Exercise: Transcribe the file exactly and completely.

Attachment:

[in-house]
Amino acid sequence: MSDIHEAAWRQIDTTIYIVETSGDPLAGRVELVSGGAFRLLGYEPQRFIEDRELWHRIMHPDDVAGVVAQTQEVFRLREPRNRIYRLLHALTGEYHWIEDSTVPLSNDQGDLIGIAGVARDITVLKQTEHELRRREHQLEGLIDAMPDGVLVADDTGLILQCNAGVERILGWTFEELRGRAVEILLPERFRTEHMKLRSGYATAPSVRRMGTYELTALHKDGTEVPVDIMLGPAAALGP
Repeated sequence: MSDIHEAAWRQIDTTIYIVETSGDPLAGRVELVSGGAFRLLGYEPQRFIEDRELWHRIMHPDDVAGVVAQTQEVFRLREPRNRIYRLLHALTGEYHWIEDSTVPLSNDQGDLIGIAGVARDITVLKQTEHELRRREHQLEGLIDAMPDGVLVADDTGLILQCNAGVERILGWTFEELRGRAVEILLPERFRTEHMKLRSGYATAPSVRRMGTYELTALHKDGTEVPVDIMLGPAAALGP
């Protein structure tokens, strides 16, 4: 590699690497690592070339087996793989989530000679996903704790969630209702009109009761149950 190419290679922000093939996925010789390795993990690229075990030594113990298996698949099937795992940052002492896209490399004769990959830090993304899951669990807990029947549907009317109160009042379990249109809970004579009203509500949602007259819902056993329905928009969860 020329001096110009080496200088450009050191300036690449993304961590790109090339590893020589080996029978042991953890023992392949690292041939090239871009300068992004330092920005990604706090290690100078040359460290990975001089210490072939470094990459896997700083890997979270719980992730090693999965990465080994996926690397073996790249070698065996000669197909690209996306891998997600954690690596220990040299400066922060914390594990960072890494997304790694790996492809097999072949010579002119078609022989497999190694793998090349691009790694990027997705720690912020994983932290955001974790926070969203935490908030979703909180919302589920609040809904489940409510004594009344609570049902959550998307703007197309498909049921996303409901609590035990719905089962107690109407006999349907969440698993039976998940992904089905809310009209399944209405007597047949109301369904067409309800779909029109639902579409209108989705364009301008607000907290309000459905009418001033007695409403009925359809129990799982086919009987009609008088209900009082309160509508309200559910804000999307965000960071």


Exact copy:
[in-house]
Amino acid sequence: MSDIHEAAWRQIDTTIYIVETSGDPLAGRVELVSGGAFRLLGYEPQRFIEDRELWHRIMHPDDVAGVVAQTQEVFRLREPRNRIYRLLHALTGEYHWIEDSTVPLSNDQGDLIGIAGVARDITVLKQTEHELRRREHQLEGLIDAMPDGVLVADDTGLILQCNAGVERILGWTFEELRGRAVEILLPERFRTEHMKLRSGYATAPSVRRMGTYELTALHKDGTEVPVDIMLGPAAALGP
Repeated sequence: MSDIHEAAWRQIDTTIYIVETSGDPLAGRVELVSGGAFRLLGYEPQRFIEDRELWHRIMHPDDVAGVVAQTQEVFRLREPRNRIYRLLHALTGEYHWIEDSTVPLSNDQGDLIGIAGVARDITVLKQTEHELRRREHQLEGLIDAMPDGVLVADDTGLILQCNAGVERILGWTFEELRGRAVEILLPERFRTEHMKLRSGYATAPSVRRMGTYELTALHKDGTEVPVDIMLGPAAALGP
């Protein structure tokens, strides 16, 4: 590699690497690592070339087996793989989530000679996903704790969630209702009109009761149950 190419290679922000093939996925010789390795993990690229075990030594113990298996698949099937795992940052002492896209490399004769990959830090993304899951669990807990029947549907009317109160009042379990249109809970004579009203509500949602007259819902056993329905928009969860 020329001096110009080496200088450009050191300036690449993304961590790109090339590893020589080996029978042991953890023992392949690292041939090239871009300068992004330092920005990604706090290690100078040359460290990975001089210490072939470094990459896997700083890997979270719980992730090693999965990465080994996926690397073996790249070698065996000669197909690209996306891998997600954690690596220990040299400066922060914390594990960072890494997304790694790996492809097999072949010579002119078609022989497999190694793998090349691009790694990027997705720690912020994983932290955001974790926070969203935490908030979703909180919302589920609040809904489940409510004594009344609570049902959550998307703007197309498909049921996303409901609590035990719905089962107690109407006999349907969440698993039976998940992904089905809310009209399944209405007597047949109301369904067409309800779909029109639902579409209108989705364009301008607000907290309000459905009418001033007695409403009925359809129990799982086919009987009609008088209900009082309160509508309200559910804000999307965000960071």